Climate Change, Emotions, and Everyday Life
Author: Kari Marie Norgaard
Publisher: MIT Press
Even as seas rise against the shores, another great tide is beginning to rise – a tide of outrage against the pillage of the planet, a tide of commitment to justice and human rights, a swelling affirmation of moral responsibility to the future and to Earths fullness of life. Philosopher and nature essayist Kathleen Dean Moore takes on the essential questions: Why is it wrong to wreck the world? What is our obligation to the future? What is the transformative power of moral resolve? How can clear thinking stand against the lies and illogic that batter the chances for positive change? What are useful answers to the recurring questions of a storm-threatened time – What can anyone do? Is there any hope? And always this: What stories and ideas will lift people who deeply care, inspiring them to move forward with clarity and moral courage?
Towards Clarity and Moral Courage in a Time of Planetary Change
Author: Kathleen Dean Moore
Category: Social Science
The #1 international bestseller on climate change that’s been endorsed by policy makers, scientists, writers and energy executives around the world. Tim Flannery’s The Weather Makers contributed in bringing the topic of global warming to worldwide prominence. For the first time, a scientist provided an accessible and comprehensive account of the history, current status, and future impact of climate change, writing what has been acclaimed by reviewers everywhere as the definitive book on global warming. With one out of every five living things on this planet committed to extinction by the levels of greenhouse gases that will accumulate in the next few decades, we are reaching a global climatic tipping point. The Weather Makers is both an urgent warning and a call to arms, outlining the history of climate change, how it will unfold over the next century, and what we can do to prevent a cataclysmic future. Originally somewhat of a global warming skeptic, Tim Flannery spent several years researching the topic and offers a connect-the-dots approach for a reading public who has received patchy or misleading information on the subject. Pulling on his expertise as a scientist to discuss climate change from a historical perspective, Flannery also explains how climate change is interconnected across the planet. This edition includes a new afterword by the author. “An authoritative, scientifically accurate book on global warming that sparkles with life, clarity, and intelligence.” —The Washington Post
How Man Is Changing the Climate and What It Means for Life on Earth
Author: Tim Flannery
Publisher: Open Road + Grove/Atlantic
This collection of vividly illustrative sermons by a leading contemporary Episcopalian preacher eloquently heralds the Christian call to faith in the face of modern challenges. Widely known for their up-to-the-minute relevance to modern life, the sermons of Fleming Rutledge are always out on the edge, challenging the boundaries of contemporary thought and experience. No issue is too threatening, no event too shocking, no question too impertinent to be addressed. Following Karl Barth's dictum that sermons should be written with the Bible in one hand and the newspaper in the other, Rutledge weaves the changing events of the daily news together with the unchanging rhythms of the church seasons. Her book leads readers through the liturgical year, from All Saints to Pentecost, showing how the biblical story intersects with our own stories.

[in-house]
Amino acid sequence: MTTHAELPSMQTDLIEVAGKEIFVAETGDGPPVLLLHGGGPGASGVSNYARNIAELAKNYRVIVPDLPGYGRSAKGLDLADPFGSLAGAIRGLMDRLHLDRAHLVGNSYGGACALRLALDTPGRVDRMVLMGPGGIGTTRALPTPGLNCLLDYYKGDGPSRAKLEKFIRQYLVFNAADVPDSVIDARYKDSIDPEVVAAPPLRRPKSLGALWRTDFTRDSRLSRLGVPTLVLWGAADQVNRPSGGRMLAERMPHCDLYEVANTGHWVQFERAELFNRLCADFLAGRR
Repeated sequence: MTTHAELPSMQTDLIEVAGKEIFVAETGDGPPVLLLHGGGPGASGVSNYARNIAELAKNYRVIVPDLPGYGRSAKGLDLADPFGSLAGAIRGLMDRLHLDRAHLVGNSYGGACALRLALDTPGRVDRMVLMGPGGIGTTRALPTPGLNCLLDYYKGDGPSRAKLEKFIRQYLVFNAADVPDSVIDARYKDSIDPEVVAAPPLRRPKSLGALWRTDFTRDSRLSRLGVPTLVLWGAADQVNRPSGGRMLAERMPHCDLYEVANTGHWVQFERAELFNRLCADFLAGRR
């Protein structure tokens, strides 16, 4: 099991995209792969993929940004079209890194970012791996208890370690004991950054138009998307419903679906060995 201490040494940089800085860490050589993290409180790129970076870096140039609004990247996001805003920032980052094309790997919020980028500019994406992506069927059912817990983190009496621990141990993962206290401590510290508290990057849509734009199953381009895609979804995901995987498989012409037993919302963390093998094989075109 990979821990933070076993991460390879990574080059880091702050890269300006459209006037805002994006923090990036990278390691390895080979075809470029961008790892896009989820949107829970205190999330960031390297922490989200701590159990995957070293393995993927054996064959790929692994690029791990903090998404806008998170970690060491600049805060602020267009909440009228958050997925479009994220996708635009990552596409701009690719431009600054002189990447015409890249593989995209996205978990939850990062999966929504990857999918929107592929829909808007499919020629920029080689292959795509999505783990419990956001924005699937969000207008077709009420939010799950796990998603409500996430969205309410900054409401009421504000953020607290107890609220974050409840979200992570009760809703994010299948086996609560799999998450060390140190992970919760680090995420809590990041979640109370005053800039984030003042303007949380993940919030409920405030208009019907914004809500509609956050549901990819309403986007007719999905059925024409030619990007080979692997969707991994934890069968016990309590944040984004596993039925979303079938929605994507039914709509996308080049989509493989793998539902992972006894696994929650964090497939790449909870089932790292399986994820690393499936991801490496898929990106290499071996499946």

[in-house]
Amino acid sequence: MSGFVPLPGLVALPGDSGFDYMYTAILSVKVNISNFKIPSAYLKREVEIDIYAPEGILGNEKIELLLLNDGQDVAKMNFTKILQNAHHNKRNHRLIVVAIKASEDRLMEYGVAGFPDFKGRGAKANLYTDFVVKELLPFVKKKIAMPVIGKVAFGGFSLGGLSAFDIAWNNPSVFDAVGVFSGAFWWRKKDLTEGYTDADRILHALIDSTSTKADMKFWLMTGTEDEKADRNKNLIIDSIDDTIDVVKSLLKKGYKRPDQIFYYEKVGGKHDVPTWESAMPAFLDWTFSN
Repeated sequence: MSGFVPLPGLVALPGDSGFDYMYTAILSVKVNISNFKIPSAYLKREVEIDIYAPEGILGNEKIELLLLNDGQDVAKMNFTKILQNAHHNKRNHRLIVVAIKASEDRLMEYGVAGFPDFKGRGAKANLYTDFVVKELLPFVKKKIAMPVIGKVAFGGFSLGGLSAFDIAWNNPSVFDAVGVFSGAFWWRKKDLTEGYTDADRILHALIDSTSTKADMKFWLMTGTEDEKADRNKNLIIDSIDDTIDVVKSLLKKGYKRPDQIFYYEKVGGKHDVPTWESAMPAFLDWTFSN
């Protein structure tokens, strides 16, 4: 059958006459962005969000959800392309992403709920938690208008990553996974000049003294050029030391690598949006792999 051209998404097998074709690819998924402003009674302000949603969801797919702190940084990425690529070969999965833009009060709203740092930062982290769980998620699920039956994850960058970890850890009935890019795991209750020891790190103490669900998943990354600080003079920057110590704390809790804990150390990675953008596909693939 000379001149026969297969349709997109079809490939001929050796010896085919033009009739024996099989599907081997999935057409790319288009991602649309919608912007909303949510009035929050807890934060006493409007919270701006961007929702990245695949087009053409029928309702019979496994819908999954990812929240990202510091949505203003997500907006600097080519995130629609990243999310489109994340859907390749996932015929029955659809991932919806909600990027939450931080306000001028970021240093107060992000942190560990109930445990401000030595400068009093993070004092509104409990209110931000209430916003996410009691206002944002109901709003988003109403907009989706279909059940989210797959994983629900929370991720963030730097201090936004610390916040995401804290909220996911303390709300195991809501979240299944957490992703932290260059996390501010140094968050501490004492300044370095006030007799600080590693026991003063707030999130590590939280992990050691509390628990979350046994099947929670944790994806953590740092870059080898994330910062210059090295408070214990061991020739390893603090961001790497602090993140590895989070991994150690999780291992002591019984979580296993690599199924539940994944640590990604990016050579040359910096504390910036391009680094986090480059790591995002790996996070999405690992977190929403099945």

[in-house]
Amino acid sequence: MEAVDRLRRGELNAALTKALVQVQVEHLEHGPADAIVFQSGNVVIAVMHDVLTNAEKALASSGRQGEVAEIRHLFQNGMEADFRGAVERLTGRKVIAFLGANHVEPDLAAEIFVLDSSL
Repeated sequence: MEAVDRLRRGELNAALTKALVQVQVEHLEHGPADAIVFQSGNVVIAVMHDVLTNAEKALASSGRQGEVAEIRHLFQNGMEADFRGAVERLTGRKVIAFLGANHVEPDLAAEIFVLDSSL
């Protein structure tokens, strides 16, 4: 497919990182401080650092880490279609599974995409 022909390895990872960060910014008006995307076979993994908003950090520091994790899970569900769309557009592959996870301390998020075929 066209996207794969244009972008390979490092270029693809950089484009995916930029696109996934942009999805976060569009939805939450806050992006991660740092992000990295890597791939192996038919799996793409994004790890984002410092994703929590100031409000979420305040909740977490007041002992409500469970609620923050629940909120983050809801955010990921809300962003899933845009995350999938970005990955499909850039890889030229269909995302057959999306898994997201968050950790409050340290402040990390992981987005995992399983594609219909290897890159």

Author: Fleming Rutledge
Publisher: Wm. B. Eerdmans Publishing
From the Booker Prize-winning author of Wolf Hall, a breathtakingly intelligent novel that asks enormous questions. Ralph and Anna Eldred live in the big Red House in Norfolk, raising their four children and devoting thier lives to charity. The constant flood of children plucked from the squalor of the East London streets for a breath of fresh countryside air hides the growing crises in thier own family. Memories of thier time as missionaries in South Africa and Botswana, of the terrible African tragedies that have shaped the rest of their lives, refuse to be put to rest and threaten to destroy the fragile peace they have built for themselves and their children.
Author: Hilary Mantel
Publisher: HarperCollins Canada
“Dale Jamieson and Bonnie Nadzam cause us to think—and to feel—what life will be like in a future where nothing is left that is spontaneous, accidental, or uncontrolled. A beautiful—and frightening—book.” —Naomi Oreskes, professor, history of science, Harvard; author, Merchants of Doubt “Nadzam's prose is just gorgeous—she writes about people and skies and mountains and landscapes with incredible precision and appreciation of beauty. A reader can swim in these sentences and soak up the landscape via the prose with great pleasure.” —Aimee Bender on Bonnie Nadzam's Lamb “I started reading [Jamieson's prose] and couldn't stop... Part of what’s mesmerizing about climate change is its vastness across both space and time. Jamieson, by elucidating our past failures and casting doubt on whether we’ll ever do any better, situates it within a humanely scaled context.” —Jonathan Franzen on Dale Jamieson's Reason in a Dark Time An audacious collaboration between an award-winning novelist and a leading environmental philosopher, Love in the Anthropocene taps into one of the hottest topics of the day, literally and figuratively—our corrupted environment—to deliver five related stories (“Flyfishing,” “Carbon,” “Holiday,” “Shanghai,” and “Zoo”) that investigate a future bereft of natural environments, introduced with a discussion on the Anthropocene—the Age of Humanity—and concluding with an essay on love. The “love” these writer/philosophers investigate and celebrate is as much a constant as is human despoliation of the planet; it is what defines us, and it is what may save us. Science fiction, literary fiction, philosophical meditation, manifesto? All the above. This unique work is destined to become an essential companion—a primer, really—to life in the 21st century.